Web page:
Once you’ve done this, you can go ahead and set up your CI project for your solution. Create a new project and a new build configuration that connects to your version control server of choice and make sure you have a build step that simply compiles your solution. You don’t need to change anything in your solution or project files with regards to NuGet. If you enabled package restore, that’s fine, if you didn’t and wish to check in your packages, that’s fine as well.
You should now have the following build steps configured.
Creating NuGet packages post-build
The next task is to add the NuGet packaging step. You have a few options for different approaches:
- Target the project file itself
- Target the project file and have a nuspec file next to it
- Target a nuspec file directly.
Either way, TeamCity supports all three of them as illustrated in the new build step below.
After the compilation step, add a new build step of type NuGet Pack and select a NuGet commandline version to be used.
Next, specify the projects or NuGet manifests you want to package in the Specification files textarea. Note that MSBuild-style wildcard characters are supported for easy configuration. The following are examples of how to configure the Specification files.
- **\*.csproj (recursive enumeration of all *.csproj files in the working directory)
- *.nuspec (enumeration of all *.nuspec files in the root of the working directory)
Obviously, you can combine these for a more advanced selection of projects and manifests to be packaged. In addition, you can set the package version and provide a base directory to be used for packaging.
As soon as you create NuGet packages as build artifacts and the NuGet feed is enabled, those packages will be picked up.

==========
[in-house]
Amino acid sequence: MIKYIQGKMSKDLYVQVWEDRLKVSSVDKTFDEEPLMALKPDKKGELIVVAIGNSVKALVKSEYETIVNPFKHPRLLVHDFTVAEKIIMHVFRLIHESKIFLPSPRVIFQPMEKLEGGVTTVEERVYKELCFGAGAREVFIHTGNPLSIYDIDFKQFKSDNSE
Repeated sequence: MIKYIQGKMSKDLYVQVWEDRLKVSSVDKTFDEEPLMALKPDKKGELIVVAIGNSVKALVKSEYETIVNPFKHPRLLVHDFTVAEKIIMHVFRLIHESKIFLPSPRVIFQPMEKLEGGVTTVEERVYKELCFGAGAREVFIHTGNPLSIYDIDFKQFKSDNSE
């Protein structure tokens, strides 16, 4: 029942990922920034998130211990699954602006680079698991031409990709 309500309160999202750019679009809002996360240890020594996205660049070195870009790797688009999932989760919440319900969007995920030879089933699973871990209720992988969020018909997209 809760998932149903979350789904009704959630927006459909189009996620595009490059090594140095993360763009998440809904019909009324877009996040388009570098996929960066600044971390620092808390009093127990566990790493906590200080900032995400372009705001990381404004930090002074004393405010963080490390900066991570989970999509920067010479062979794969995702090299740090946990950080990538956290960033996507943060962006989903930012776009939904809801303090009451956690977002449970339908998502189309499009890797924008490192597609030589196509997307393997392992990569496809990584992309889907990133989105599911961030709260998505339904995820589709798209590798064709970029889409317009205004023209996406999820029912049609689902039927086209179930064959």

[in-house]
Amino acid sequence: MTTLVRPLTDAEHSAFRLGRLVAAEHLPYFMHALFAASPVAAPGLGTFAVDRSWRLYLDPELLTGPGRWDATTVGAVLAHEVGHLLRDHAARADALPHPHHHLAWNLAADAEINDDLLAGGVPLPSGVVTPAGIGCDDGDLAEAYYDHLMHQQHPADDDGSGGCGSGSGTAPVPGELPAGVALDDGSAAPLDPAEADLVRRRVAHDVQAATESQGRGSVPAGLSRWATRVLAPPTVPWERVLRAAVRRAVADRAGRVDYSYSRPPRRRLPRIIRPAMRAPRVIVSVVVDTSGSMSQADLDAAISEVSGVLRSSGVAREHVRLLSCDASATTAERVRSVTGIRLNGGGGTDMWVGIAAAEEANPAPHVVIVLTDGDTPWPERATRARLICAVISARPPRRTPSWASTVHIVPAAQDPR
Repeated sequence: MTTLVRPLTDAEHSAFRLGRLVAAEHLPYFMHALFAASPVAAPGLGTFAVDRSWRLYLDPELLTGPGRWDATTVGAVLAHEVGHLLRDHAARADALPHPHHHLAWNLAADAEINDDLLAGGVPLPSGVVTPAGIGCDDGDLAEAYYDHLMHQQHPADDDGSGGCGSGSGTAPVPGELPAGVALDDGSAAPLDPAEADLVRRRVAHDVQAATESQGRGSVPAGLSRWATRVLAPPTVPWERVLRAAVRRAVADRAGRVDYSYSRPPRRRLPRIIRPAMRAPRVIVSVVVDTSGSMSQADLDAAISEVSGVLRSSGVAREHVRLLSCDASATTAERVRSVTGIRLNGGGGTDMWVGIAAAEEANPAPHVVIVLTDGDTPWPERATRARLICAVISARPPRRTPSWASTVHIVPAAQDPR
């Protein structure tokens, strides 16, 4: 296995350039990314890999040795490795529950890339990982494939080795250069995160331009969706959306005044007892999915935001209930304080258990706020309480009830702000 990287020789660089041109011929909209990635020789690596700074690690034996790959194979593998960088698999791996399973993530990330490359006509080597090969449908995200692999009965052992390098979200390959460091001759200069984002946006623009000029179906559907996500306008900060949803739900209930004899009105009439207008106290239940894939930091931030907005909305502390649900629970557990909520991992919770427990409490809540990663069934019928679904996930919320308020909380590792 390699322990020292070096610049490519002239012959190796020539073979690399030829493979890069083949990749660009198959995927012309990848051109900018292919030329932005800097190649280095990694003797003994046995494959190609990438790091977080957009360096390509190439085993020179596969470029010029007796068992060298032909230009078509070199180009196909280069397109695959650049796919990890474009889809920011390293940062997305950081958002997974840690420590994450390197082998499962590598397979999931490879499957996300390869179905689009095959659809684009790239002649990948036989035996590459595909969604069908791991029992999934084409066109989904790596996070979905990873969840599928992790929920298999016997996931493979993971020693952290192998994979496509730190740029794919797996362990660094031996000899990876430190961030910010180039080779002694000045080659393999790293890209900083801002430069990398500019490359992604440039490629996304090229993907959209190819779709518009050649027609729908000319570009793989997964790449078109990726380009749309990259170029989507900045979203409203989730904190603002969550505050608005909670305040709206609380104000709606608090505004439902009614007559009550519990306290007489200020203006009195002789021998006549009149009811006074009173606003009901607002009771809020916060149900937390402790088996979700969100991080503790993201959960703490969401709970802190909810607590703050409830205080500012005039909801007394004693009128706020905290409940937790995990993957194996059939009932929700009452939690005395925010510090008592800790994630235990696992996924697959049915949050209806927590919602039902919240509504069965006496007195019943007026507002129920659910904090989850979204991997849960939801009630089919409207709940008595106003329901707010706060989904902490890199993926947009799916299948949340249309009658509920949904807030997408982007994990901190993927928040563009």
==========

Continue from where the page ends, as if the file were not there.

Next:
When the resulting packages end up in your build artifacts, you can manually inspect them or even download them from within the TeamCity web interface.
To enable the TeamCity NuGet server, navigate to the TeamCity administration page and click on the NuGet Settings section. Enable the feed, and enable the guest account if you want to have a feed that doesn’t require authentication. The URL’s below are the ones you’d need to configure in your Visual Studio development environment.
Publishing NuGet packages
If you decided to use the TeamCity built-in NuGet feed, you’re done already. This step is not required for you.
However, if you do not want to publish to the built-in NuGet feed, the last step is to publish these newly created packages onto your own repository for consumption. This is an optional but recommended step to consume the newly created packages with test clients. You could also immediately deploy them as a production release if you have a bulletproof continuous delivery approach or just like living on the edge.
The NuGet Publish build step supports nuget.org out-of-the-box, so there’s no need to specify the target package source URL if that’s where you want to publish your packages. You only need to specify a target feed when you want to publish onto your own feed. The API key however is required.
In this article, you’ve learned how you can approach NuGet package versioning in various ways and how it affects your release process and your package management infrastructure, as well as the consumer experience. Whatever versioning scheme you use, make sure you have a strategy and take into account the way NuGet deals with build version numbers and pre-release tags.
Using a continuous integration tool can help you a long way in automating package creation, consumption, integration testing and publication. TeamCity supports this out-of-the-box using configurable build steps which can be set up with a few clicks.